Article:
Stuart Cohen, FAIA, looked at the relationship between classical and modern architecture, which is closer than many might think. He compared a photo of a room by Le Corbusier, for example, to one of a room by Edwin Lutyens, highlighting their uncanny similarities. Cohen also discussed the impact both modern and classical design have had on his own firm's work. He showed the packed room the connections between a floor plan by Robert Adam and a plan of a house Cohen designed in the 1970s. And he told how Frank Lloyd Wright's way of defining spaces with trim served as an iconic example to him and his wife/business partner, Julie Hacker, AIA.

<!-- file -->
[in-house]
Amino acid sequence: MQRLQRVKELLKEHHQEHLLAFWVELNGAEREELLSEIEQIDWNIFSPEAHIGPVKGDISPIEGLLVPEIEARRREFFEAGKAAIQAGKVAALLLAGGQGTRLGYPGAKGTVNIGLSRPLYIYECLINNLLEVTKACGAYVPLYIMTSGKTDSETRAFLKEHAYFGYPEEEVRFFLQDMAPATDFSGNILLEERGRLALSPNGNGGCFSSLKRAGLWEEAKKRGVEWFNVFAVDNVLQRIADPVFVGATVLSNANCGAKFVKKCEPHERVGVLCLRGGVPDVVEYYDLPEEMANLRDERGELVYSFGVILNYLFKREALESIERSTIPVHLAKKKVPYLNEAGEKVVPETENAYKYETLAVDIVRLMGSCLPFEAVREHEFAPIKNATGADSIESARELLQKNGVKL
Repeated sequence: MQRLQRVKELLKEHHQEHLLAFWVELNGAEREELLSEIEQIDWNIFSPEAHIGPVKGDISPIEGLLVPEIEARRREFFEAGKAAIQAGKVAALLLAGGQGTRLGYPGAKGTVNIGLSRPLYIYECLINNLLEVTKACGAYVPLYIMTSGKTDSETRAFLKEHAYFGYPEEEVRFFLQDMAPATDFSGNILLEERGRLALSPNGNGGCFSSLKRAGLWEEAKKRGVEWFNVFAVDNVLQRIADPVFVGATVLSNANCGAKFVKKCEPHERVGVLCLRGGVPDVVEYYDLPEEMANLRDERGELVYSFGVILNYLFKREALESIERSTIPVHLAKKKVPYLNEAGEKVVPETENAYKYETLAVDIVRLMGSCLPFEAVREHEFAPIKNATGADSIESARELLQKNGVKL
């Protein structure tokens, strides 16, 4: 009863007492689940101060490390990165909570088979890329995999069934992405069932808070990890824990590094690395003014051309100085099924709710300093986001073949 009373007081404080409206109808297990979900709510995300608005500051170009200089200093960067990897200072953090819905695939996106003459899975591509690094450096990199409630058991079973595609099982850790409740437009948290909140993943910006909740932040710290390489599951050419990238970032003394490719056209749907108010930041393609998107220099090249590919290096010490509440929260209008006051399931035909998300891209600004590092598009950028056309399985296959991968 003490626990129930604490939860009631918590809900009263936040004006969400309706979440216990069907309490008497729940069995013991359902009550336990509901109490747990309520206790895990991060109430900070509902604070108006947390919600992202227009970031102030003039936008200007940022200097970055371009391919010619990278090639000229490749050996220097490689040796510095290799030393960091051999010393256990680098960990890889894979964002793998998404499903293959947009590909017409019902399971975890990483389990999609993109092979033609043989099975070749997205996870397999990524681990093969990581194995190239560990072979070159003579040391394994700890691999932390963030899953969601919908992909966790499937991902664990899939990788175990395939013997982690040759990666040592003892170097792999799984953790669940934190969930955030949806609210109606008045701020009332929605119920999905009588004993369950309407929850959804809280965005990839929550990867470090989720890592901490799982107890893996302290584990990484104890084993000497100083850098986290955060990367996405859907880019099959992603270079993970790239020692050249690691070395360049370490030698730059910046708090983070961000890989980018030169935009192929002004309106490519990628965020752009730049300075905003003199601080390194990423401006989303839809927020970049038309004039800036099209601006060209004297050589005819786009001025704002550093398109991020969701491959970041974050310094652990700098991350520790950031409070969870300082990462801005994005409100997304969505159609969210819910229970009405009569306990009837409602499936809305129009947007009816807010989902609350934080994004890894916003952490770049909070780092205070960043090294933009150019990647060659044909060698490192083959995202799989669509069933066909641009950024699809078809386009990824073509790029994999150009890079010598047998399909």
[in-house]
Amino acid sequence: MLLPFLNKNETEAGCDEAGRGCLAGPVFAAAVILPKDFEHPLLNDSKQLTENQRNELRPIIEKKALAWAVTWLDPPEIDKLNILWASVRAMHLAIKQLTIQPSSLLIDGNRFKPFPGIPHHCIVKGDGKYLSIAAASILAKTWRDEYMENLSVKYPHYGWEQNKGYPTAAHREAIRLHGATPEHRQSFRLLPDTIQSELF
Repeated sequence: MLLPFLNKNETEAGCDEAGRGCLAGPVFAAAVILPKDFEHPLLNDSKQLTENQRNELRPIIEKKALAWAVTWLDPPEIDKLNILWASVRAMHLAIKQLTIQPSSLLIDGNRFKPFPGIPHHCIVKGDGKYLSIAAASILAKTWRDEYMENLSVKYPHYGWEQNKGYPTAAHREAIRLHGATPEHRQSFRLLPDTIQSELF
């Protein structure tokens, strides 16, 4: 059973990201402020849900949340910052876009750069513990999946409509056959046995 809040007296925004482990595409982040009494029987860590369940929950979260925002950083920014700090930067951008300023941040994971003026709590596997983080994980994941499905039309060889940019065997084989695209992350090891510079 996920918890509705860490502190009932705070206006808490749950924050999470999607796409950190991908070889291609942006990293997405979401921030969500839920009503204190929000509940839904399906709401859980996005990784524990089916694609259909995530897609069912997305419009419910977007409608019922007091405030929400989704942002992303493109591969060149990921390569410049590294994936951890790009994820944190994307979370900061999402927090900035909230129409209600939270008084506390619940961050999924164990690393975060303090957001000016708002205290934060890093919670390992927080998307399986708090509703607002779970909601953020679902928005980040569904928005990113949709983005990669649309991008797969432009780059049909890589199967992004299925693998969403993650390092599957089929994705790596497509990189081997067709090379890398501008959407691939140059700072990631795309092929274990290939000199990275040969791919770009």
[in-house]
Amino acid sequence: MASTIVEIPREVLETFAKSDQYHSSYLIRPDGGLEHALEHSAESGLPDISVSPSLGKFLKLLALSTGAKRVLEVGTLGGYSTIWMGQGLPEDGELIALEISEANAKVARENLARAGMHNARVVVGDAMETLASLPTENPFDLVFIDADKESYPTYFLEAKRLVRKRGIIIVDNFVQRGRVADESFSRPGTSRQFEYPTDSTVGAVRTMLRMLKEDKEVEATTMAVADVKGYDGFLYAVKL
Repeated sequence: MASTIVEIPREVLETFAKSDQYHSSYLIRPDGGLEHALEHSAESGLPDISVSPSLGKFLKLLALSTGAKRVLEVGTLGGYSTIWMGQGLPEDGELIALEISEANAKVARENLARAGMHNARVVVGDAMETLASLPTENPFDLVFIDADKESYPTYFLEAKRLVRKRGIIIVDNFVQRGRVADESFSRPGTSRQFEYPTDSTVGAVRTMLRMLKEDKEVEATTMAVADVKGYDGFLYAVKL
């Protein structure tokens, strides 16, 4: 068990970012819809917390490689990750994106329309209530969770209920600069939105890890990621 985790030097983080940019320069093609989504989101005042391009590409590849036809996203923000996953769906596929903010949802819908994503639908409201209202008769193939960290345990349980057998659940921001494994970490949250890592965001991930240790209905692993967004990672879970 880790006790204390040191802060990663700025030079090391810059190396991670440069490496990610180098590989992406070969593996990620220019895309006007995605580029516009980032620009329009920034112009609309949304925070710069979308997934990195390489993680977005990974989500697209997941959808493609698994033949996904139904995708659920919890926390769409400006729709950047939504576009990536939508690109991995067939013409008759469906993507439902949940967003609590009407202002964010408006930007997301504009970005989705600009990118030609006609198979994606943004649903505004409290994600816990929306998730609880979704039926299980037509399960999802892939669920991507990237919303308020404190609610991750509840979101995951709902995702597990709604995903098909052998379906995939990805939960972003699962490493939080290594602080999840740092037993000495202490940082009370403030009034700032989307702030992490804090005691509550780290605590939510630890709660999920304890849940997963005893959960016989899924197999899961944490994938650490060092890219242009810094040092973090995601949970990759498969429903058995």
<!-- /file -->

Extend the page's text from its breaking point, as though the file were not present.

Hacker then showed a group of newer houses the couple has designed. She highlighted some of the common design elements that run through their body of work:

  • toplighting with dormers;
  • views within views;
  • using objects such as fireplaces to divide spaces;
  • double-sided glass cabinetry;
  • using stone to wrap exterior walls;
  • bands of windows;
  • using trim to simplify.

Cohen and Hacker's back-and-forth banter provided many light moments for the appreciative audience.